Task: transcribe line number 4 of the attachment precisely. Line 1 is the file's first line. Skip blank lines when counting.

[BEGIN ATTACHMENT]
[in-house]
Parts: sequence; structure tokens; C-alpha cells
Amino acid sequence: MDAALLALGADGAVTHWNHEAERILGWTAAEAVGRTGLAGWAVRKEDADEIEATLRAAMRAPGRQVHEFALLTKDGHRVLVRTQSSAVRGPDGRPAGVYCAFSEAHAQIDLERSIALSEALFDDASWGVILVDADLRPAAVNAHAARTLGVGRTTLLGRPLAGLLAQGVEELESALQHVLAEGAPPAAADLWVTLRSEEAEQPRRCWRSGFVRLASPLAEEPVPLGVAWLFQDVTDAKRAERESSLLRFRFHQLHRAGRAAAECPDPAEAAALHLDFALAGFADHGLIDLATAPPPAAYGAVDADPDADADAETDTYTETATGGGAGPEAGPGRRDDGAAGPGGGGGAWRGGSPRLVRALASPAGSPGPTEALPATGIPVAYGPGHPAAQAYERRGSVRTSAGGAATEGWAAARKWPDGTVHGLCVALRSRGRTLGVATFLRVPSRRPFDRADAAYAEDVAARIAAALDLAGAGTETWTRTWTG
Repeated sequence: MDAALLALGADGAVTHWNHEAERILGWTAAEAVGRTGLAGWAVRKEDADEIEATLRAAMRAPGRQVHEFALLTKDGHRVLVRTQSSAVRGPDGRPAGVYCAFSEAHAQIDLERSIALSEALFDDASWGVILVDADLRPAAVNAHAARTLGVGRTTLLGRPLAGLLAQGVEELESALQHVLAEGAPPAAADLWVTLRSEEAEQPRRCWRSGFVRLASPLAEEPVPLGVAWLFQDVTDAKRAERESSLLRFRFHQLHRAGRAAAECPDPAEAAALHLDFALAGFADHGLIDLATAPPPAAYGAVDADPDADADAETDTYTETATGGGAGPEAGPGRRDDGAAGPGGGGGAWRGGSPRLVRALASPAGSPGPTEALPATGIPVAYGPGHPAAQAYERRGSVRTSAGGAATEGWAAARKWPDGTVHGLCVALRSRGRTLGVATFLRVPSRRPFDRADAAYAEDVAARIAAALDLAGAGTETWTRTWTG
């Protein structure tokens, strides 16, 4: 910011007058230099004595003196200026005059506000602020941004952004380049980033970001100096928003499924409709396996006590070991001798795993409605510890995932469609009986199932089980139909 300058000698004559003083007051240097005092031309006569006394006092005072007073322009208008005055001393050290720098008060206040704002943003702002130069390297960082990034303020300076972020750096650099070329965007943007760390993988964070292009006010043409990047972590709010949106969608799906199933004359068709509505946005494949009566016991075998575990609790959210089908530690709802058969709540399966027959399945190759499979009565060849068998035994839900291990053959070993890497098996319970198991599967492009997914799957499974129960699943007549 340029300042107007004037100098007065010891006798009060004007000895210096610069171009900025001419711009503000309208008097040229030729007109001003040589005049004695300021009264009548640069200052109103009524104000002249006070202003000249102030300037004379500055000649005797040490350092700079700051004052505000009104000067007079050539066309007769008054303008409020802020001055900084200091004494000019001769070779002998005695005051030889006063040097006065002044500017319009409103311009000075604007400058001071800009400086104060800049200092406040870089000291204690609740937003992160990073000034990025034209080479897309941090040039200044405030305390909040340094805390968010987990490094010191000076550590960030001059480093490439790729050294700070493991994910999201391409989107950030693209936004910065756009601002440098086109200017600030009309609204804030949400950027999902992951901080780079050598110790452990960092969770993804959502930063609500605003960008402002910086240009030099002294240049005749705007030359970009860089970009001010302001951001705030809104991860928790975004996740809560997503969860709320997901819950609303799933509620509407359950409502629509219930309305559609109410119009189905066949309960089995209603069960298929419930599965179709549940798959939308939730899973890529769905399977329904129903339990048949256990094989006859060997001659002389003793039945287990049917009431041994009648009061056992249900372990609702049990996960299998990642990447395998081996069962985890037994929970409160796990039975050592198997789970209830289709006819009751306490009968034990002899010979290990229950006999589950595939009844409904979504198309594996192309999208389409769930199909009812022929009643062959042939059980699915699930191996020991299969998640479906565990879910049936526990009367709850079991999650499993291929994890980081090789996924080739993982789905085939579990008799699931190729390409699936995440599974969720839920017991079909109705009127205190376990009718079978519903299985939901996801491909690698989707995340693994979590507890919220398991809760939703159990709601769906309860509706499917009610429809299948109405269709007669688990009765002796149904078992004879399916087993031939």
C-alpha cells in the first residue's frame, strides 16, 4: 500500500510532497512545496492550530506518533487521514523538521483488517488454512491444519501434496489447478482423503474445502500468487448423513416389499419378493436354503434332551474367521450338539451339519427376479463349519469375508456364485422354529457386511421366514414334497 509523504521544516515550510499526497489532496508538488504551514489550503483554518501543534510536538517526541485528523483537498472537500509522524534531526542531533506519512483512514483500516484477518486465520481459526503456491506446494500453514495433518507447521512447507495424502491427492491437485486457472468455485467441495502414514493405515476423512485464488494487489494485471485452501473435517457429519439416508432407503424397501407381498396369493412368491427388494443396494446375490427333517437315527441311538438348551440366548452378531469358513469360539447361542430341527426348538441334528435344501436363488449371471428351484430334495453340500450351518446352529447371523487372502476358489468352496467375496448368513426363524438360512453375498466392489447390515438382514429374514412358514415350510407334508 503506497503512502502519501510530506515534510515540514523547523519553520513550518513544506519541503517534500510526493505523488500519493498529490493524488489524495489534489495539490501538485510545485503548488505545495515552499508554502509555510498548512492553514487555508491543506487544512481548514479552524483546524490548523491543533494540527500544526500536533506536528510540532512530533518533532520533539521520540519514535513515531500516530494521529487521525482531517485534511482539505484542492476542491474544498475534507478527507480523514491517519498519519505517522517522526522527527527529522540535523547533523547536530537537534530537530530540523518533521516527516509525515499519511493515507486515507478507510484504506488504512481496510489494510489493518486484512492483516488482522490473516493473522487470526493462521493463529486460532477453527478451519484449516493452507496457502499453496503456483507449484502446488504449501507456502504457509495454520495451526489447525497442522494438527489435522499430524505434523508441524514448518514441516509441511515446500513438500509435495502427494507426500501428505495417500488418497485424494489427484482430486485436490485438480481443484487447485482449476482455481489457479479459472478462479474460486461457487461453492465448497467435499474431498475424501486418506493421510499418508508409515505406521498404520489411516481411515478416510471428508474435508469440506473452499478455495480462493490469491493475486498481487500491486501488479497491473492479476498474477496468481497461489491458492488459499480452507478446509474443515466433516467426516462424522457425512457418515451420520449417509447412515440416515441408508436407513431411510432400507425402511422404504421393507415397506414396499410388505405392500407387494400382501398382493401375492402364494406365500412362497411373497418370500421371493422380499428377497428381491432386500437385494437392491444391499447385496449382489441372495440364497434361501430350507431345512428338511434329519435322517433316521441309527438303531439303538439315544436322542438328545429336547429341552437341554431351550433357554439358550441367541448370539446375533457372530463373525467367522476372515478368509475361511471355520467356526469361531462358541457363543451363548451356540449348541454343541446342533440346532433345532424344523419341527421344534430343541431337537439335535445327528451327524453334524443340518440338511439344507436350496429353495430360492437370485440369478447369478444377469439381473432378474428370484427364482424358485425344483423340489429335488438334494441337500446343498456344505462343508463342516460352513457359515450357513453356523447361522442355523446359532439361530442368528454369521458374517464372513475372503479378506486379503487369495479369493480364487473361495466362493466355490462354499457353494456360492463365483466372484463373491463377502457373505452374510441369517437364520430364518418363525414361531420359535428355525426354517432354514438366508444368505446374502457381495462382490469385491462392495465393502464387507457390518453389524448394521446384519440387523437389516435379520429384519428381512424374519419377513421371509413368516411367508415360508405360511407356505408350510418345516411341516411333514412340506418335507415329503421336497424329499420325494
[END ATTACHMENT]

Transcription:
Repeated sequence: MDAALLALGADGAVTHWNHEAERILGWTAAEAVGRTGLAGWAVRKEDADEIEATLRAAMRAPGRQVHEFALLTKDGHRVLVRTQSSAVRGPDGRPAGVYCAFSEAHAQIDLERSIALSEALFDDASWGVILVDADLRPAAVNAHAARTLGVGRTTLLGRPLAGLLAQGVEELESALQHVLAEGAPPAAADLWVTLRSEEAEQPRRCWRSGFVRLASPLAEEPVPLGVAWLFQDVTDAKRAERESSLLRFRFHQLHRAGRAAAECPDPAEAAALHLDFALAGFADHGLIDLATAPPPAAYGAVDADPDADADAETDTYTETATGGGAGPEAGPGRRDDGAAGPGGGGGAWRGGSPRLVRALASPAGSPGPTEALPATGIPVAYGPGHPAAQAYERRGSVRTSAGGAATEGWAAARKWPDGTVHGLCVALRSRGRTLGVATFLRVPSRRPFDRADAAYAEDVAARIAAALDLAGAGTETWTRTWTG